So you’re considering bankruptcy? Just not quite sure if you qualify? The prerequisite process can be rather tedious, with various requirements for an individual, or business to meet. The following is a basic guide through the requirements for chapter 7 and chapter 13 of the Bankruptcy Code.
In order to qualify for a chapter 7 Bankruptcy, an individual must pass either the income test or the means test. The income test measures whether your annual gross household income is below the annual median household income for your state. The means test requires the debtor to compare their current monthly income, and the average income in the six months preceding the application for bankruptcy, with their state's median income.
Furthermore, at least 180 days prior to filing for Chapter 7, a debtor must participate in credit counseling with a nonprofit agency that is approved by the U.S. Trustee's office. The purpose of credit counseling is to help the debtor determine whether other options besides bankruptcy are available. All debtors must participate in credit counseling unless an exception applies.
In order to qualify for Chapter 13 Bankruptcy an individual must show that after expenses and allowable deductions, no money is left to repay some of the unsecured debts. An unsecured debt is a debt that isn’t attached to any particular collateral, i.e. credit card debt. Unlike Chapter 7, which liquidates certain assets and distributes those funds to your creditors, Chapter 13 allows you to create a debt payment plan that will put the majority of your debts on an automatic stay, until you are able to pay off those debts.
Consequentially, debtors also have the responsibility of showing the bankruptcy court that they will have enough income after subtracting certain allowed expenses and required payments on secured debts (such as a car loan or mortgage), to meet repayment obligations. As with the chapter 7 qualifications, chapter 13 debtors are also required to file a certificate of proof establishing that an approved credit counseling agency provided debt counseling at least 180 days prior to filing for Chapter 13. If the credit counseling agency created a debt management plan, a copy must be provided to the court. The debtor is required to file the certificate with the initial paperwork, or provide it within 15 days after filing a bankruptcy petition. The plan must pay back certain debts in their entirety, or the judge will not approve it.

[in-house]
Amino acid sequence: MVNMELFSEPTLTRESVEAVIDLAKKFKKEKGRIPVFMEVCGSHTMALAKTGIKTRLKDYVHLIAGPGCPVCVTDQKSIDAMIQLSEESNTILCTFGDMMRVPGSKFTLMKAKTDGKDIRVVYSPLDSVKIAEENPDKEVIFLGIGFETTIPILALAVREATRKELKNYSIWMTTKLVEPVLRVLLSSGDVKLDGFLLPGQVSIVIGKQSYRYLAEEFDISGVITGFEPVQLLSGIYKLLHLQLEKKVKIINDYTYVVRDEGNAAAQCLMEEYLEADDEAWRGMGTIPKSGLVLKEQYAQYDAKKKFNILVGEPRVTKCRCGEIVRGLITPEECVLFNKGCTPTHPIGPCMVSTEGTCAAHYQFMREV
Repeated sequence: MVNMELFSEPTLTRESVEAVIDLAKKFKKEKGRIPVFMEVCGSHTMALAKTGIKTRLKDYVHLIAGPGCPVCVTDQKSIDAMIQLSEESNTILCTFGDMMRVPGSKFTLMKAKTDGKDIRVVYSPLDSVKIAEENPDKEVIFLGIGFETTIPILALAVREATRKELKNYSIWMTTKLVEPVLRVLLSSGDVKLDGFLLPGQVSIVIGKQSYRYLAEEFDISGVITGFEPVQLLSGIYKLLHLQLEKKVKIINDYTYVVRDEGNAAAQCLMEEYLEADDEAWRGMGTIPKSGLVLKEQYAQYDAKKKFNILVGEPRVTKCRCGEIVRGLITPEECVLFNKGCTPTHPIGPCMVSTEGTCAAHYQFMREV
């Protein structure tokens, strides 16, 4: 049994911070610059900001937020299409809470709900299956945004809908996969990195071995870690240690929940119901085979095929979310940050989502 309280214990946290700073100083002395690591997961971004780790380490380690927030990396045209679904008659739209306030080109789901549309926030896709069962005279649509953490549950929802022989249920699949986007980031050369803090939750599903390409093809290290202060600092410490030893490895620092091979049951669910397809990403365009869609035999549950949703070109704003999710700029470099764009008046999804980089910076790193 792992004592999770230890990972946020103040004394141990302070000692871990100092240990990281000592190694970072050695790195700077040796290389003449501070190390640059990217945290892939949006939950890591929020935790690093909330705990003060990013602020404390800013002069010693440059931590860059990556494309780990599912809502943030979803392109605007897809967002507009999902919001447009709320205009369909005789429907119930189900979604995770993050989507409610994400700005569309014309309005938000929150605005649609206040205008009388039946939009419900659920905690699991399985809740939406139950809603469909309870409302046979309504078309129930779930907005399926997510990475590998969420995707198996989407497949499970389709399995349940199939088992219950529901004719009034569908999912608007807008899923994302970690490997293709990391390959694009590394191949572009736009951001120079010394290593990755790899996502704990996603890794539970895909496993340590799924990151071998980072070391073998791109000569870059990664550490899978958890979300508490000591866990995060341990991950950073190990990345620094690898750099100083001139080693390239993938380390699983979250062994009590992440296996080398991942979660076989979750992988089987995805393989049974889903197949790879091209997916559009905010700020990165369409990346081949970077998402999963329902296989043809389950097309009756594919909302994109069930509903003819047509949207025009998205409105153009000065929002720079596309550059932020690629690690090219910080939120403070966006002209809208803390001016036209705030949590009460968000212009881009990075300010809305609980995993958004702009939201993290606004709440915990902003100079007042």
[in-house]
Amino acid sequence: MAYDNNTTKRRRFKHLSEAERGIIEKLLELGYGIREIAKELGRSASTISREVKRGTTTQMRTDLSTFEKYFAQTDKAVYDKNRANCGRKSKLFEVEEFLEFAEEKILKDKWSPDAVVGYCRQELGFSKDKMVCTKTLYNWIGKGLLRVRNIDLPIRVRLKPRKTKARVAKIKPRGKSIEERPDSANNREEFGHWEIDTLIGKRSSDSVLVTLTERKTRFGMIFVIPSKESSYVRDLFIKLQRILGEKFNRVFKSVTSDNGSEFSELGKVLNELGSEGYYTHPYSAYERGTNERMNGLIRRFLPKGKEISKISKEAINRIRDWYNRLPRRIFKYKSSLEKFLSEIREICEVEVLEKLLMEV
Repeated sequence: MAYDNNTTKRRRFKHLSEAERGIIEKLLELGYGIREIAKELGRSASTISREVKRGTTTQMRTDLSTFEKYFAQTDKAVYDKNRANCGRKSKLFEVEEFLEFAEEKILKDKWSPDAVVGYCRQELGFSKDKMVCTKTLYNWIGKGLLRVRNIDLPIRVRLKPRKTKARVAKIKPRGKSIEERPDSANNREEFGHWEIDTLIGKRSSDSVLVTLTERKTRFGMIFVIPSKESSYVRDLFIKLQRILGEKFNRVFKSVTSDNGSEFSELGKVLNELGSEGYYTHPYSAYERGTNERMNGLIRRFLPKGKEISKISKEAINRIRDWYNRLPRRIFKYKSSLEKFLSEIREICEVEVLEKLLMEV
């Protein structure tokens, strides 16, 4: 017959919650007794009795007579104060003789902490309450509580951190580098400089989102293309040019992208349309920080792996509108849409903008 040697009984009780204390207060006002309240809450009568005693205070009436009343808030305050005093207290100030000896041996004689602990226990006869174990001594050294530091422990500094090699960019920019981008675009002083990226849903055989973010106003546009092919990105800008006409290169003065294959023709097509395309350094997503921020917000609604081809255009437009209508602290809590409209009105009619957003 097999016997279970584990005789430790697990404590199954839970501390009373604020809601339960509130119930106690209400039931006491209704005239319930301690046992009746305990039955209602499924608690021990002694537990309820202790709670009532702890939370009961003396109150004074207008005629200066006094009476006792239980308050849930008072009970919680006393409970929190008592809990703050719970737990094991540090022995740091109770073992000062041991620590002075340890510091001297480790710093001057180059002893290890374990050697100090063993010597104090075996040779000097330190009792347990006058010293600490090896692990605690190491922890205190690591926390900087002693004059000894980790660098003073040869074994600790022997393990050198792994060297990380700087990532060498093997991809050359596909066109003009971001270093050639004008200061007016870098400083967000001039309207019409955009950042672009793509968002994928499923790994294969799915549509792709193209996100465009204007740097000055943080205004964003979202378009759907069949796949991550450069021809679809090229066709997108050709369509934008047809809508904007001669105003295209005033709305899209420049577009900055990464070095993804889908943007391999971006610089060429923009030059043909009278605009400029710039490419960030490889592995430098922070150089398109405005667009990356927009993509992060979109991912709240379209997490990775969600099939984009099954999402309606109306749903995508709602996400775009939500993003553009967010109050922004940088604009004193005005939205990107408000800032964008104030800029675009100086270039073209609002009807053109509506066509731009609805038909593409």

These required debts payments include paying 100% of your administrative claims, such as filing fees, the trustee's commission, and attorney's fees, if you retain legal counsel to help with your bankruptcy. Priority debts, such as back alimony and child support, most tax debts, wages, salaries, or commissions you owe to employees, and monies you owe to any employee benefit fund must also be paid in full. Mortgage defaults must be paid in full if you opt to retain your home, other secured property debt defaults must also be paid in order to hold possession of those properties as well. This includes car payments.
There are many factors that play into the qualification process for bankruptcy. The first step is to begin to recognize what those qualifications are. If you believe you may qualify, but are unsure on how to proceed, it would be wise to seek advice from an attorney who specializes in bankruptcy. Feel free to contact RMA & Associates, LLC, Attorneys at Law, today at 301-979-7427 and mention this blog post for a free bankruptcy consultation.
The information contained within this blog post is provided as general informational purposes only and are not intended to be interpreted as legal advice of any nature. Furthermore, nothing contained in this blog or in this website is intended to create an attorney-client relationship. If you require legal advice, please consult with an attorney of your choice, who is licensed to practice in your jurisdiction.